Future State: Suicide Squad #1 review

Task Force X is back. This version isn’t a team seen previously in the DC Universe, but the Class of 2030 is full of familiar faces. Mind, the faces aren’t their real ones, as an unseen narrator reveals.

It’s the old Thunderbolts play. The heroes are mostly actually villains, but they are finding that they wish to be better… unfortunately, handler Amanda Waller doesn’t want that. She wants them to be their worst selves to further some mad plan involving a holographic Hall of Justice.

Bad as any of the villains in this comic are, Waller is worse. Much worse. She murders her soldiers without a second thought. But someone is coming for her…

Amanda Waller used to be one of the most interesting characters in the DC stable – a complex woman who would do difficult things for the greater good. Nowadays, DC writers simply present her as a power-mad monster, mentally torturing and even blowing up her charges as she tries to impose her own will on the world. And while I believe a man can fly, I find it very hard to credit that not one villain Waller has pissed off hasn’t murdered her, painfully.

The final pages promise interesting things next time, but this first chapter of two is nothing we’ve not seen many times. Writer Robbie Thompson and artist Javier Fernandez’ Justice Squad is nicely sketched in for the most part… there’s the grotesque Aquaman, his words indecipherable, while the blurred effect for ‘Wonder Woman’ makes sense, given she’s Golden Age Diana baddie Hypnota and her look is an illusion. Alex Sinclair’s colour work is excellent, there’s an especially clever moment involving Black Manta’s nutty helmet. And Wes Abbott’s Aquaman font is splendid. But it’s a shame this version of Conner Kent has lost his fire, and there are storytelling issues – I’ve read an early action spread several times and I’m still not sure what’s going on.

After Tom Taylor and Bruno Redundo’s recent groundbreaking reimagining of what a Suicide Squad series could be, it’s a shame we’re back to this version of Waller and her slaves.

Fernandez also handles the cover, with colourist Marcelo Maiolo, and it’s a suitably menacing image. I almost like the logo, but that extended serif on the letter ‘D’… just stop!

I’m not a Black Adam fan. Well, I like him as a villain, but once Geoff Johns fell in love with him and started insisting he was actually a complex anti-hero, I lost interest. I wasn’t, therefore, thrilled when he was announced as the back-up star of this issue.

Well, talk about nice surprises. In ‘The Beginning of the End’ we have the best-looking, most entertaining Future State story I’ve read. It helps that it really has nothing to do with Future State. We’re in the future, yep, and it’s in a bit of a state, but really, this is ‘just’ a brilliant revisiting of one of DC’s classic events.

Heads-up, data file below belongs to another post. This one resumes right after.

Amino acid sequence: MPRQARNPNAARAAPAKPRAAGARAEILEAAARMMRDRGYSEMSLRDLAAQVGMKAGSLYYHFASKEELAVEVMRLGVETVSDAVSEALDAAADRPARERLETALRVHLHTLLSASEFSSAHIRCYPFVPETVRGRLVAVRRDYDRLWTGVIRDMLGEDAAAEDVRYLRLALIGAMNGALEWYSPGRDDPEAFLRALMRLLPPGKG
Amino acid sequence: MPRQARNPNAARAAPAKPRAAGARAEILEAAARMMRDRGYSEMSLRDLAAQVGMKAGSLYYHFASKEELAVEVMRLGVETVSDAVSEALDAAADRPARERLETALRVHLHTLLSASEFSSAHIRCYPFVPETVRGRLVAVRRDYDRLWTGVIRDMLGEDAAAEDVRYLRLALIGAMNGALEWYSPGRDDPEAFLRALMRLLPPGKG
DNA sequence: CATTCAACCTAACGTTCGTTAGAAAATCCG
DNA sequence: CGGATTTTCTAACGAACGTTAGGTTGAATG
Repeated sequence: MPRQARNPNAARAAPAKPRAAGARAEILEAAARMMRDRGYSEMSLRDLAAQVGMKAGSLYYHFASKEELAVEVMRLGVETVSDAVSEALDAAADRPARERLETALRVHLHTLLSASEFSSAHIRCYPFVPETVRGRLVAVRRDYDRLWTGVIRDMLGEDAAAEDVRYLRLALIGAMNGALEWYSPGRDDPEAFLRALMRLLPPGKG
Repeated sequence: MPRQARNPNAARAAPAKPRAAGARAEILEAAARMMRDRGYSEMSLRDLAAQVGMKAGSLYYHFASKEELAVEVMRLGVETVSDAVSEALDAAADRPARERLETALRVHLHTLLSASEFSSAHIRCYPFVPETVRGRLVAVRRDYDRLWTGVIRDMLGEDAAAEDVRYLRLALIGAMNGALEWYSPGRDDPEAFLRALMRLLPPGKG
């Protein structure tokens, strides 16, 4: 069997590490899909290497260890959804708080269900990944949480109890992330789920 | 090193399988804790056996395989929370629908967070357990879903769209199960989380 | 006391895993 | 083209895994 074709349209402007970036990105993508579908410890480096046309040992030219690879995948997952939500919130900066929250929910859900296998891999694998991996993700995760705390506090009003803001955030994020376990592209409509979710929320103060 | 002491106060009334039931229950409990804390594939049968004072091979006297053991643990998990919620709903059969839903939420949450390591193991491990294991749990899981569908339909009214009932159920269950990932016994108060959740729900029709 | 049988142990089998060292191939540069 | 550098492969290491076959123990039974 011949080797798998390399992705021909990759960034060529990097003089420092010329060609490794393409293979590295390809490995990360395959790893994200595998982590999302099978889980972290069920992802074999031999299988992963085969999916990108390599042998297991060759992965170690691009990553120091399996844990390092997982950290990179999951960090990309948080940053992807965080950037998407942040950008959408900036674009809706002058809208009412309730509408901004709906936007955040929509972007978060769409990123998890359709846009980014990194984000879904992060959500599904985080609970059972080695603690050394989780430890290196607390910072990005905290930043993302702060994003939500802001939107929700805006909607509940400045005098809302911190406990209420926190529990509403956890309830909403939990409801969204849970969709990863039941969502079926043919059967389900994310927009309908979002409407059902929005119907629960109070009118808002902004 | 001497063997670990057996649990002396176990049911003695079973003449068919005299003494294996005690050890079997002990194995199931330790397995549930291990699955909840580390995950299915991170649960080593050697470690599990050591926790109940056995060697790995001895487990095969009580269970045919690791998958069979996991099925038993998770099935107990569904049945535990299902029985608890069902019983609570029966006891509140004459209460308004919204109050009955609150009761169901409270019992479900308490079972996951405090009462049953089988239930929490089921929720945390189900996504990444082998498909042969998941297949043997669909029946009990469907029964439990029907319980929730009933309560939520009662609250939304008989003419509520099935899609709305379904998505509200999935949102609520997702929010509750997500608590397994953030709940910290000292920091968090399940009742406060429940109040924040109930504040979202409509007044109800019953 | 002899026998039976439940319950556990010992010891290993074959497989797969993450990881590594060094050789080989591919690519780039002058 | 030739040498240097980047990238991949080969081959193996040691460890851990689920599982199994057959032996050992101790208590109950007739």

The story is set in the 853rd Century, the future of DC One Million, and this first half is more of a Justice Legion-A adventure than a Black Adam spotlight. The legacy versions of Wonder Woman, Flash, Batman, Aquaman and Superman – and the sun-dwelling Superman Prime – are faced with a rather monumental threat.

The future Amazing Amazon – a marble statue come to life – has an idea as to who might help them. The man who was Black Adam.

This is an imaginative tour-de-force from writer Jeremy Adams, penciller Fernando Pasarin, inker Oclair Albert, colourist Jeromy Cox and the aforementioned Abbott. From the opening shot of Green Lantern planet Mogo to the final page arrival of a surprise hero, this is superhero comics to inspire and delight. The creative team takes concepts set up by Grant Morrison and friends in the DC One Million event and shows that there are great stories still to be told. There’s a sense of wonder, a feeling of desperation and, with the delightfully changed Black Adam, a note of peace, the feeling that somehow everything will be OK.

Of course, Teth Adam isn’t going to be able to hang onto his serenity, but perhaps he’s changed enough that with one magic word, he can once again be the hero the wizard Shazam intended him to be…

The villains are a brilliantly creepy lot, especially that Mr Mxyzptlk on steroids guy, and the fella who looks like a Riddler spider (Spiddler?). The heroes, meanwhile, suffer losses, but I’m sure they could be restored in this wonderfully mad future DCU. And they do meet a former member on arrival in Khandaq. I’d love to see more of Adams and co’s take on DC One Million post-Future State.

I’ll be back next issue to find out what happens next for Black Adam and Justice Legion-A. And perhaps I’ll like the Suicide Squad story a lot more – this is comics, anything can happen!

4 thoughts on “Future State: Suicide Squad #1 review

  1. Interesting that, in the same month, the Suicide Squad is using the original Thunderbolts concept, while over in Thunderbolts they’ve essentially become the Kingpin’s Suicide Squad.
    Reminds me a little of that New Teen Titans/DNAgents non-crossover from the 80s.
    Is this the nearest we’ll get to a Marvel/DC crossover thesedays?

    Liked by 2 people

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